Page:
Guess who the first digital designers were? You guessed right, pioneers who came from print design. How do you tell them that their everyday slang doesn't fit anymore? You can’t. If you want to sell the benefits of new products, don't alienate your customers. Horsepower and engines once again.

The designers could all keep their slang and the developer have done the nifty calculation work, easy peasy with a predefined set of resolution and the actual paper print medium.

We stuck with Pt and Inches or Millimetres for the sake of the designer's sanity. At that time the computer was just a tool to ease your work, not to consume media or read novels on it.

Photo by Lorenzo Herrera on Unsplash

Everything changed when the computer became an everyday object, the internet arose and now the designers were asked to design for a pixel-based medium. But the software used for designing was still handcrafted for paper print, with terminology dated back to a printing press.

A designer went on and created a layout, with points and inches/millimetres, handed it off to the developer to do the math magic behind the scenes, once again.

Innovation is by definition a process of taking something that is there and improving on it. Before we all cry out to ditch the absolute media measurements of px and embrace the uncertainty of percentage-based layouts, we need the first generation of pure digital designers, untainted by historic slang and thinking processes of a static medium.

These designers know that their medium can scale indefinitely. You can recognize a real, first-hand interaction designer by his approach to content placement. They don’t think in the two-dimensional manner of a flat medium, they think about a third dimension and play with it, scaling images on demand, showing popups on mouse over or even change the website altogether according to the user interaction.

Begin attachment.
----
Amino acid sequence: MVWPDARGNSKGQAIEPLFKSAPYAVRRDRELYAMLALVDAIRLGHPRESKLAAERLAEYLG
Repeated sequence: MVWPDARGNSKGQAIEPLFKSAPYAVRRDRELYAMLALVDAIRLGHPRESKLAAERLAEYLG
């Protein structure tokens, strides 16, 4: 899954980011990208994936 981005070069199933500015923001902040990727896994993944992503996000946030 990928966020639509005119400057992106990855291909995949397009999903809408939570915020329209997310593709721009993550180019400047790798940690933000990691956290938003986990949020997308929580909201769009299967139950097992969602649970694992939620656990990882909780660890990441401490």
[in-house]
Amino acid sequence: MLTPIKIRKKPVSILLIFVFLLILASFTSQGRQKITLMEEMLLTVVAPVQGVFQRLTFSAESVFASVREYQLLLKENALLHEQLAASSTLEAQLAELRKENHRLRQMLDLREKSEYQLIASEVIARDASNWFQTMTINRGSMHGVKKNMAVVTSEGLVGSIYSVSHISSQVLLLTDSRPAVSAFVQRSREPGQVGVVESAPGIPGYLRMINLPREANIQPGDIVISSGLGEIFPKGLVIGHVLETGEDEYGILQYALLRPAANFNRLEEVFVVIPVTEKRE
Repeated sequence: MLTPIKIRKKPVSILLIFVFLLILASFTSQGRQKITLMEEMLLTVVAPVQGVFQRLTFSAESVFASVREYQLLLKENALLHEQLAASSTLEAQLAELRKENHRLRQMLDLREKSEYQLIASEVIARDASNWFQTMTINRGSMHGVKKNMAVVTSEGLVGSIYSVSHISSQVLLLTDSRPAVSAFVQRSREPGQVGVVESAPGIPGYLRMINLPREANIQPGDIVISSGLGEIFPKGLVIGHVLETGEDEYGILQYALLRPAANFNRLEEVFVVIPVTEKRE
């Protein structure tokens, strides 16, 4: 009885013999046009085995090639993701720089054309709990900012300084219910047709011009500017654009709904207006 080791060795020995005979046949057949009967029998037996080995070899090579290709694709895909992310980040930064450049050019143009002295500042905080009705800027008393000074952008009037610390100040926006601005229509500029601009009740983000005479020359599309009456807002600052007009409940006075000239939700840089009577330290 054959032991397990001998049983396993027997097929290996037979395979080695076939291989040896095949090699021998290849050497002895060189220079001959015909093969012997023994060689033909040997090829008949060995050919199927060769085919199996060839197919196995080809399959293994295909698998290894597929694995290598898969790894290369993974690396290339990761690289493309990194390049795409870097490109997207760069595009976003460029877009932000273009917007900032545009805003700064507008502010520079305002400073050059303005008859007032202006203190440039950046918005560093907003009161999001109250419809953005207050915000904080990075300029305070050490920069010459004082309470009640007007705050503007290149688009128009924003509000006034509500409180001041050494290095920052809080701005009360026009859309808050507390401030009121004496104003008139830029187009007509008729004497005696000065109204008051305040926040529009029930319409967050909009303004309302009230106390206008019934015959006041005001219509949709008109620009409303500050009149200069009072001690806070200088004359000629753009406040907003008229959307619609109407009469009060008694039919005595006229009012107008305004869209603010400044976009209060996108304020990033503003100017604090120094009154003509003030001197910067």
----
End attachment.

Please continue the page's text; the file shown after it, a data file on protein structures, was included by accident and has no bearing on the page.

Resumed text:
Photo by Mikołaj on Unsplash

Of course, there were attempts to do similar things according to interactivity with so-called “gamebooks” but that was still a workaround to compensate for the limitations of a static medium.

We absolutely and definitely need to get rid of absolute measurements, but we need to do so in our head and the whole design process, not just the surface where they are actually displayed. As long as we are forced to do a lot of “translations” between different stages of design and development, we will face the usual communication problems. Too much is just “winged” by designers and developers alike.

As a designer, use Pixels if you can on the top level and try to use multiple subsequentially. For Example 16px as the base for the body and then 32px (200%) for Header, 24px (150%) for Sub-Header etc. This nicely translates to the used EM units in digital media. If you are lucky to design for native apps you are already served with a solution, beautifully described in Pixel Density, Desmystified by Peter Nowell.

As a developer communicate your needs for digital media to a probably transitioning print designer, maybe they never encountered this before.

Tech, design and overthinking is a perfect blend of my everyday life … wait where was I going with this?